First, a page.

Practical Machine Learning in R

Practical Machine Learning in R

1. Aufl.

von: Fred Nwanganga, Mike Chapple

25,99 €

Verlag: Wiley
Format: PDF
Veröffentl.: 10.04.2020
ISBN/EAN: 9781119591573
Sprache: englisch
Anzahl Seiten: 464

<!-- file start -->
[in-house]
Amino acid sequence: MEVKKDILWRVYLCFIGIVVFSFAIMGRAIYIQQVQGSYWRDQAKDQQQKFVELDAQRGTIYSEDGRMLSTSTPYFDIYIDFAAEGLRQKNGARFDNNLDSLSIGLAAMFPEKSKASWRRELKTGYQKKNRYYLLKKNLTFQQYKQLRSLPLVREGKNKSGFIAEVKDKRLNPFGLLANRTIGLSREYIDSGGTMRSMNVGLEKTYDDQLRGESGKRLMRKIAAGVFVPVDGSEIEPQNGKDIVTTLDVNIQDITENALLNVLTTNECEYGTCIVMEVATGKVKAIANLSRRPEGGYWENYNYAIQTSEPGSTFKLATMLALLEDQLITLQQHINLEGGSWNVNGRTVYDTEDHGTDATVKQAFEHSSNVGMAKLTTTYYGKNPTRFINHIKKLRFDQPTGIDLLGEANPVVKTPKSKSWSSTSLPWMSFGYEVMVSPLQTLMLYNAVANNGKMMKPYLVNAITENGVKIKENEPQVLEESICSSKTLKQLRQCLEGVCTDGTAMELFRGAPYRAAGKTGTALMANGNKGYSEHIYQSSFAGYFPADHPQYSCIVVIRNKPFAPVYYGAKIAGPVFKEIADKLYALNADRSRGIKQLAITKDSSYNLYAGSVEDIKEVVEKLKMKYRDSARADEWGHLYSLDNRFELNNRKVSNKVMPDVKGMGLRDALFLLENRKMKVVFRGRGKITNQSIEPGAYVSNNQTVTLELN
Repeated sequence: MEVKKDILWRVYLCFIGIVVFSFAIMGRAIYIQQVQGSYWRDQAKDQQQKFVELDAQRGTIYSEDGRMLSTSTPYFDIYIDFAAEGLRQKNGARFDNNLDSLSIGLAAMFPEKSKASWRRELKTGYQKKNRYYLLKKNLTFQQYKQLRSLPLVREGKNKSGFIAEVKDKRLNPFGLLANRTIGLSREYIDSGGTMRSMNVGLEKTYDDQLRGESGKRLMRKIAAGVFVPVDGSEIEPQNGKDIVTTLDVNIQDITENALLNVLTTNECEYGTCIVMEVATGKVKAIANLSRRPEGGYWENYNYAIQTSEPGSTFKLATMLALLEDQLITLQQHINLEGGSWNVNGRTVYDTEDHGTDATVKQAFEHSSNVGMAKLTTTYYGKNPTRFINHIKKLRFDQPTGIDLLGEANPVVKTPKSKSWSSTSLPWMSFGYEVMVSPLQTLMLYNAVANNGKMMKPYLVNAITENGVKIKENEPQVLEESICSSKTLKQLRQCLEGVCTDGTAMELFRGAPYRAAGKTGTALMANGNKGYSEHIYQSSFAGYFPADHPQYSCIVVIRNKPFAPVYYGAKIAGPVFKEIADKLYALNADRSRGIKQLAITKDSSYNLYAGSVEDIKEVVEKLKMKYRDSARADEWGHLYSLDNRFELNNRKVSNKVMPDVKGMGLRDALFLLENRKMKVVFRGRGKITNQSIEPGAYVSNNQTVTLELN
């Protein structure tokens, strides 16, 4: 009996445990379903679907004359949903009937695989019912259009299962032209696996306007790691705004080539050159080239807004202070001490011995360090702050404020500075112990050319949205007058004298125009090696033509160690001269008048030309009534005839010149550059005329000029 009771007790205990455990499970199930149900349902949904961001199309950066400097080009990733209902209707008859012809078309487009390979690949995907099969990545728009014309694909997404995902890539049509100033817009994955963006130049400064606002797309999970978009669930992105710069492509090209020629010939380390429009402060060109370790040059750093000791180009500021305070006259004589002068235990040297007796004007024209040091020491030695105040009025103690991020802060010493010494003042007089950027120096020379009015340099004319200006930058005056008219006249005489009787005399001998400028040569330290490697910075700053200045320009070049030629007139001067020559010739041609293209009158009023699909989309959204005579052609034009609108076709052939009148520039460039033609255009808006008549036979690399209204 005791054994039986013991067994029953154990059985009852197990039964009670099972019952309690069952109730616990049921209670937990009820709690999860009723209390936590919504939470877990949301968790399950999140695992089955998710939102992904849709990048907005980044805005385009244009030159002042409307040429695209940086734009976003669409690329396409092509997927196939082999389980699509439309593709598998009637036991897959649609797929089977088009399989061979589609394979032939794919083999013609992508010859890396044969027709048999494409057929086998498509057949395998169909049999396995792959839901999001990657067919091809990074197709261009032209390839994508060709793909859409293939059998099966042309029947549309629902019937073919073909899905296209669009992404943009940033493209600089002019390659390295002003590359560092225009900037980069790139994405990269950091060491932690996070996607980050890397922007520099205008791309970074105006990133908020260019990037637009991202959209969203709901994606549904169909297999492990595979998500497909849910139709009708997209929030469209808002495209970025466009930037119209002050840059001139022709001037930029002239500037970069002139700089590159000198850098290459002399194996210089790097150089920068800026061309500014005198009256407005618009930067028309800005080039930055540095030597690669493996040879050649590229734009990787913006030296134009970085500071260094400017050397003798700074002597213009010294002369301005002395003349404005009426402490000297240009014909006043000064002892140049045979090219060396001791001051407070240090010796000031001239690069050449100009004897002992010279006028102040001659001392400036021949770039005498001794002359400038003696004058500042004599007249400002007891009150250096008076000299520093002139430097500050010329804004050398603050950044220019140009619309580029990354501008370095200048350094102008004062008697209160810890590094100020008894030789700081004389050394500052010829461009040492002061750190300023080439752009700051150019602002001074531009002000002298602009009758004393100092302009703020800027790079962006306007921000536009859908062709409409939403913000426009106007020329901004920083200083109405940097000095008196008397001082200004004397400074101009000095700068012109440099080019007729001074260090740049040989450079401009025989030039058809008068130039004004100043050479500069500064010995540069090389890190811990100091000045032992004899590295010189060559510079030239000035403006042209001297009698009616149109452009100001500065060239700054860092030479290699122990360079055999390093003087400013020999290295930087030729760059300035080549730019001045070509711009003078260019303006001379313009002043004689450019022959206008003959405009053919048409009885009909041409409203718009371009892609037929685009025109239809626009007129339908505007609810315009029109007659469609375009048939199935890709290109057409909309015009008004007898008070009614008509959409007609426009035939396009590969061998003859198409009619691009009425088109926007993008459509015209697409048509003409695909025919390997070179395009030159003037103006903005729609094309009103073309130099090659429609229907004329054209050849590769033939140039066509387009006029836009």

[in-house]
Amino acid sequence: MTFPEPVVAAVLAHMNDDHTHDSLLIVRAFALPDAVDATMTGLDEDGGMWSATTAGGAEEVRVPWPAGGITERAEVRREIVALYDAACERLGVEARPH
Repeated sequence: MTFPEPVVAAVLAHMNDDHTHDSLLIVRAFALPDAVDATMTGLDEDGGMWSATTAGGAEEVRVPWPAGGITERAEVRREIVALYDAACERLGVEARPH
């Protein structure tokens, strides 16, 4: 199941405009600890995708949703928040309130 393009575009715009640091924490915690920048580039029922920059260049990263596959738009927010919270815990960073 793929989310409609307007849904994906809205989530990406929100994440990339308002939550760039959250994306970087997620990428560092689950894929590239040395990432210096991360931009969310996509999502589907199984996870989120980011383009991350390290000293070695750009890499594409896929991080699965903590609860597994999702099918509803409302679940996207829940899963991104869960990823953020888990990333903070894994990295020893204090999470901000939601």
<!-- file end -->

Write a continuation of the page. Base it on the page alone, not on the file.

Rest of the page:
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<p><b>Guides professionals and students through the rapidly growing field of machine learning with hands-on examples in the popular R programming language</b></p> <p>Machine learning—a branch of Artificial Intelligence (AI) which enables computers to improve their results and learn new approaches without explicit instructions—allows organizations to reveal patterns in their data and incorporate predictive analytics into their decision-making process. <i>Practical Machine Learning in R</i> provides a hands-on approach to solving business problems with intelligent, self-learning computer algorithms. </p> <p>Bestselling author and data analytics experts Fred Nwanganga and Mike Chapple explain what machine learning is, demonstrate its organizational benefits, and provide hands-on examples created in the R programming language. A perfect guide for professional self-taught learners or students in an introductory machine learning course, this reader-friendly book illustrates the numerous real-world business uses of machine learning approaches. Clear and detailed chapters cover data wrangling, R programming with the popular RStudio tool, classification and regression techniques, performance evaluation, and more. </p> <ul> <li>Explores data management techniques, including data collection, exploration and dimensionality reduction</li> <li>Covers unsupervised learning, where readers identify and summarize patterns using approaches such as apriori, eclat and clustering</li> <li>Describes the principles behind the Nearest Neighbor, Decision Tree and Naive Bayes classification techniques</li> <li>Explains how to evaluate and choose the right model, as well as how to improve model performance using ensemble methods such as Random Forest and XGBoost</li> </ul> <p><i>Practical Machine Learning in R </i>is a must-have guide for business analysts, data scientists, and other professionals interested in leveraging the power of AI to solve business problems, as well as students and independent learners seeking to enter the field.</p>